- Ariana Narins
Wednesday, April 14th - Tuesday, April 20th
Did you go to Umbria? It’s not a question travelers to Italy are often asked - but it should be. If we described Friuli-Venezia Guilia as a secret tucked between the Alps and the Adriatic Sea, then Umbria is the hidden gem shining directly from Italy’s center. When it is spoken of at all, it is called Italy’s green heart. It is completely surrounded by land, bordered by Tuscany, Le Marche, and Lazio. Regarded as one of the most beautiful places in Italy, its rolling hills are covered with olive trees and vineyards. Medieval churches, Renaissance frescoes, and winding, ancient roads seduce the traveler with the spiritual and artistic enchantments of its storied past. It is said that 20,000 saints were born in Umbria and something of the spirit still stirs in its mystic landscape. It’s as if the land calls out to the invisible part of us, the part that can only be seen with the heart. Perhaps that’s how it spoke to Francis of Assisi - Umbria’s most famous Saint.
The drive from Florence to Umbria is little over an hour. It’s well worth leaving the throng of Tuscany’s tourists to experience the quiet majesty of Umbria. Rivers and lakes are important for Umbria, as it is the only region in Italy untouched by salt water. It’s Nera river runs across the whole region and pours into the famous Tiber river of Lazio. An old Umbrian saying goes, “There would be no Tiber if the Nera did not give it to drink.” Beyond a simple observation about waterways, the saying alludes to the gifts Umbria bestowed upon Rome, its cultural achievements and ancient treasures. Umbria helped to ignite Rome’s famed greatness, but has been left obscured in Rome’s shadow. Indeed, Umbrian culture was older than Roman, for it was once ruled by the Etruscans. In fact, the Umbrian capital of Perugia was once a powerful Etruscan city. And the Romans, we know, learned their cultural arts from the Etruscans. Even before the arrival of the Etruscans, Umbria was held by an ancient people called Umbrians. It’s safe to say, civilization runs deep in Umbria.
As we enter the heart of Italy and begin to leave the North behind, some stirrings of the South are felt in the cuisine, as butter gives way to the fragrant, green olive oil of Umbria and pasta bids rice addio. Umbrian cuisine dances with flavors and notes that can only be created where North meets South. Without the fame of Florence or Rome, but with all their beauty and truth, Umbria is a hidden gem you’ll want to uncover again and again. So the next time you get back from Italy, we hope you’ll say, “Yes, I’ve been to Umbria.”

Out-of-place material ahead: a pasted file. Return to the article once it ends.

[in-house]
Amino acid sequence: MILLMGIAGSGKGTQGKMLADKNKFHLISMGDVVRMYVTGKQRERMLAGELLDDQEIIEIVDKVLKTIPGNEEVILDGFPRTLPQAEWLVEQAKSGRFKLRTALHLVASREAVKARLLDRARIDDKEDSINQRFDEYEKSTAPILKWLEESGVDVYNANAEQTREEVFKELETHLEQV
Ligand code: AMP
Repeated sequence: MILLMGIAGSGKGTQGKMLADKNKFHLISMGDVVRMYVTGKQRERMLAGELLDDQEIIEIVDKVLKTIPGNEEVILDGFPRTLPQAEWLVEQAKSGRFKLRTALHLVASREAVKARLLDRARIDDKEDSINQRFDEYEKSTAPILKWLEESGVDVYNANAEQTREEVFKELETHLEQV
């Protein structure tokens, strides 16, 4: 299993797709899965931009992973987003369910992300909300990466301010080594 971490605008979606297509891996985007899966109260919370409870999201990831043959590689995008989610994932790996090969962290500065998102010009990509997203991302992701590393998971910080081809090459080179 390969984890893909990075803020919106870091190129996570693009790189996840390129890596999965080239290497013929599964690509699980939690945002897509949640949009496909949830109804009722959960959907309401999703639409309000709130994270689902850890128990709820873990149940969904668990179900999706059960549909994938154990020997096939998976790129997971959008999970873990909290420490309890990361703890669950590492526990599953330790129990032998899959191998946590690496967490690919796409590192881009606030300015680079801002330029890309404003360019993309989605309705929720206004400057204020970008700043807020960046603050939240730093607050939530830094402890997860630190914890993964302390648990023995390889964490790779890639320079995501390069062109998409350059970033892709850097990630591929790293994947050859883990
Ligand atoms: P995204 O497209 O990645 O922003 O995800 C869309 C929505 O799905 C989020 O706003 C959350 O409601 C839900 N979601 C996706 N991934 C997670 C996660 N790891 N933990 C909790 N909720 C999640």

There is a snail festival in Lacugnano, Umbria, which might sound silly. The word festival has a medieval ring to it, as if 13th century costumes are a must and minstrels in colorful stripes and tights, holding trumpets, roam about. But at the Snail Festival in late July, you’ll find rows of tables set with gorgeous local foods and more delicious ways to prepare snails than you can imagine, plus strings of sparkling lights strewn over head, friends, family and visitors buzzing about, tasting, laughing and enjoying - it’s really just a modern celebration of the local bounty and food traditions.
Pasta alla Norcina
The town of Norcia is the center of gastronomy in Umbria. Famed for its pork products, it is said to have taught Italy how to create processed pork during the Middle Ages. The traditional dish, Pasta alla Norcina, pays tribute to two of Norcina’s most famous foods, sausages and truffles. Our house made Umbrian sausage is crumbled over a bed of short pasta, cream, garlic and pecorino cheese. And to make it sing with all the notes of Norcia, we’ve mixed in sensuous, earthy black truffles. If you want to indulge, then this is how you do it.
Pork and Impastoiata
Impastoiata is an exquisite Umbrian creation, drawing together creamy polenta (a staple of the North) with the treasures of the south: tomato, garlic, olive oil. Combined with cannellini beans and fragrant herbs, this dish is a sort of doughy soup. It is earthy, warming, and delicious. Impastare means "to knead", and all the elements are perfectly kneaded together to delight your senses. Typically served as a soup or side, we’ve added a mouth-watering berkshire porkchop to this dish to highlight another Umbrian staple, the pig, and to turn the dish into a heartier entree.
This traditional chocolate cake hails from the Spoleta area of Umbria, and you’ll find it at carnivals all throughout the region. The cake batter is mixed with amaretti biscuits, sambuca, and whisked eggs. Its center droops a little after it’s taken out of the oven and the soft inside sets as it cools.